The Importance of Bearing Witness

by | Dec 22, 2020 | Blog | 0 comments

Sharing this helps others realize they are not alone

The Importance of Bearing Witness

drawing of a woman reading a book representing bearing witnessI realize more and more the importance of bearing witness. I was thinking about how much it has helped me with working through my history of abuse and looking forward. When I start to get tired of moving beyond the darkness that sits with me in the form of shame, fear, anger, and regret, something always occurs to remind me of the importance of bearing witness. 

Those reminders come from different places, usually when I least expect it. It is also those reminders of why I should keep pushing forward that me that bearing witness isn’t only about my story. It is about the story of others. It is not easy to do, but if other people bravely tell their stories, I need to be brave and listen.

“Bearing witness is a term that, used in psychology, refers to sharing our experiences with others, most notably in the communication to others of traumatic experiences. Bearing witness is a valuable way to process an experience, obtain empathy and support, lighten our emotional load via sharing it with the witness, and obtain catharsis. Most people bear witness daily, and not only in reaction to traumatic events. We bear witness to one another through our writing, through art, and by verbally simply sharing with others.” 1

Reminders of Bearing Witness

One of those recent reminders about the importance of bearing witness occurred while listening to the December 16, 2020 episode of the Unlocking Us podcast. Brené Brown was talking with Dax Shephard and Tim Ferriss on many topics. I haven’t listened to the entire podcast yet because I began to have thoughts about bearing witness halfway through.

The first thought that I had was about Tim Ferriss talking about telling his story of sexual abuse on his podcast, The Tim Ferriss Show. I think I did my version of a mental, ‘whaaa???’ and looked at my phone. It’s a podcast, I don’t know why I looked at my phone, but I did. And as I did, I thought, how many more people have these traumatic experiences in their childhood? Too many. Way too many.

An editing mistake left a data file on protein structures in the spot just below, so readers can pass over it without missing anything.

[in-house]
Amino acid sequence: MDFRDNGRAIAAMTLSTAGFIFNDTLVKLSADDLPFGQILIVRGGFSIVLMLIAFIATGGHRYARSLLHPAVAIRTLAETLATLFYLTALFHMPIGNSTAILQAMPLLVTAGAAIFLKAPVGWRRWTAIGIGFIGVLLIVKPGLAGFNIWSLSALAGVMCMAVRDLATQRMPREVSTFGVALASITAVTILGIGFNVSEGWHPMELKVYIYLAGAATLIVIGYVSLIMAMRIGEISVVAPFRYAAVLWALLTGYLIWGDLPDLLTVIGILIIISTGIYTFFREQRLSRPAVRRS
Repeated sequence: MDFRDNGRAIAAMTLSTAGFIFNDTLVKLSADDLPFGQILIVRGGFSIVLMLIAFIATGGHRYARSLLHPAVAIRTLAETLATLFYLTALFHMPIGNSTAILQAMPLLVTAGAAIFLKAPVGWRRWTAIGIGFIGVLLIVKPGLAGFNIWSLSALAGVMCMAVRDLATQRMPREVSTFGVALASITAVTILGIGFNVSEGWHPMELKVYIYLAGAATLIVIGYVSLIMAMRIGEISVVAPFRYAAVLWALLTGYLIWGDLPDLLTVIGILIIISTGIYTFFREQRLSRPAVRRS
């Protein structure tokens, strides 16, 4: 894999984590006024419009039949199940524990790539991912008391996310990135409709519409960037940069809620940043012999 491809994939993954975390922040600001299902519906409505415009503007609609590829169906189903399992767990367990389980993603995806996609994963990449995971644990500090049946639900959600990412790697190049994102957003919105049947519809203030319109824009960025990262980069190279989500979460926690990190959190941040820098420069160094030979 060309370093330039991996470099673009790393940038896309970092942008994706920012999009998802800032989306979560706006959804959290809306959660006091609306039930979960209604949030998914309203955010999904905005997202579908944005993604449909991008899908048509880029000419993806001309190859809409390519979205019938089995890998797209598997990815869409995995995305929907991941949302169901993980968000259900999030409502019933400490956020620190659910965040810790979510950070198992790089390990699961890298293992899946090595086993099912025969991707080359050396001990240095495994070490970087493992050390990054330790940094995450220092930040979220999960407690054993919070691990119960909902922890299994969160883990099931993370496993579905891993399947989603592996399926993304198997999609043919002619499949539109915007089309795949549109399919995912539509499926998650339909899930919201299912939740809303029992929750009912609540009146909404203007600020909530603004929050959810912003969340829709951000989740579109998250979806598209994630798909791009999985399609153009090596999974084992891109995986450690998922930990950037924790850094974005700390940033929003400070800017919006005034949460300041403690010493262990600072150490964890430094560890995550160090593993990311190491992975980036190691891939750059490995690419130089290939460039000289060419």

Hearing that sharing his story led him on a healing path reinforced what I already know deep in my heart; it is essential to tell our stories. We need to tell our stories, to bear witness, because, during that storytelling, we truly begin to know ourselves. By understanding ourselves better, we can be better for others, and we can bear witness to others’ stories. Bearing witness does so much for ourselves and others.

Expels Loneliness & Isolation

One of the most critical ways that bearing witness helps is it shows us we are not alone. Unfortunately, many people in the world have similar stories of abuse, trauma, and mind-brain illnesses. But we don’t talk about our experiences enough so that others can see us and know they are not alone.

I know I didn’t talk about my experiences until recently; I hid behind so many things. One was alcohol, which I have removed from my life, and in doing so, I see and hear others’ stories of addiction more than I did before. I think I couldn’t hear those stories before because I wasn’t ready to listen to them. Now that I am ready and open, I hear those stories. I can bear witness to others who are working through their addiction. And I am in a place that I can cheer them on, whether they know I am or not.

Another important reason for us to stop feeling that we are alone is that abusers use that isolation to control us. Abuse is all about power and control over another person, and the abuser will use all tools to keep their victims within that control. Isolation is one of the most powerful tools to keep their victims in the dark. By lessening the feelings of isolation, we lessen the power the abuser has.

Getting Out of My Own Way

Everything that I have been through has made me who I am today. Sure, I had to get through a lot of bullshit. Primarily I had to get out of my own way by facing my abusive past. That past was the reason that I was initially on a path to self-destruction. And when I didn’t self-destruct with the direct route, I took the more meandering road to self-destruction through life long addiction.